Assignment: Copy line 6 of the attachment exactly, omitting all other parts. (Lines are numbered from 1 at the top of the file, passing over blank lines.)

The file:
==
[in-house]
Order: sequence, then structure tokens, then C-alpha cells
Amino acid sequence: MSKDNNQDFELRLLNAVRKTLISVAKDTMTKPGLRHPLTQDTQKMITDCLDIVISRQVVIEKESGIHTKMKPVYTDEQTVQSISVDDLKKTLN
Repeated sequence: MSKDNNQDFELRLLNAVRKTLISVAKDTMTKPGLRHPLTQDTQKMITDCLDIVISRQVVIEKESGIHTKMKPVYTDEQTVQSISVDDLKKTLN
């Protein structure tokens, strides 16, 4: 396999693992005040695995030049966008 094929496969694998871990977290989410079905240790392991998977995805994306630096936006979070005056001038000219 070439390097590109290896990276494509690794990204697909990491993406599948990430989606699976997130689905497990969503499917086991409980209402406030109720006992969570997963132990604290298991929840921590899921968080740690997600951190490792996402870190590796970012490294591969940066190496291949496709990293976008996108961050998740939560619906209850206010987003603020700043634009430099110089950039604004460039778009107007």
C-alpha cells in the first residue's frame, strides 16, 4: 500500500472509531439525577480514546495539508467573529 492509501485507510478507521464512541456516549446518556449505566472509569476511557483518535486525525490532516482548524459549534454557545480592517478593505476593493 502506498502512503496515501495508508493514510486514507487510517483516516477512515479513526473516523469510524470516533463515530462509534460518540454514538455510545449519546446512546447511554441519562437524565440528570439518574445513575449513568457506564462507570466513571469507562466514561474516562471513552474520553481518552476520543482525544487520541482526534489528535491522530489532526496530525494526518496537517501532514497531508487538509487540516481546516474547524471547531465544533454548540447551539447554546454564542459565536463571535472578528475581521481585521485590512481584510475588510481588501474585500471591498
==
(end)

C-alpha cells in the first residue's frame, strides 16, 4: 500500500472509531439525577480514546495539508467573529 492509501485507510478507521464512541456516549446518556449505566472509569476511557483518535486525525490532516482548524459549534454557545480592517478593505476593493 502506498502512503496515501495508508493514510486514507487510517483516516477512515479513526473516523469510524470516533463515530462509534460518540454514538455510545449519546446512546447511554441519562437524565440528570439518574445513575449513568457506564462507570466513571469507562466514561474516562471513552474520553481518552476520543482525544487520541482526534489528535491522530489532526496530525494526518496537517501532514497531508487538509487540516481546516474547524471547531465544533454548540447551539447554546454564542459565536463571535472578528475581521481585521485590512481584510475588510481588501474585500471591498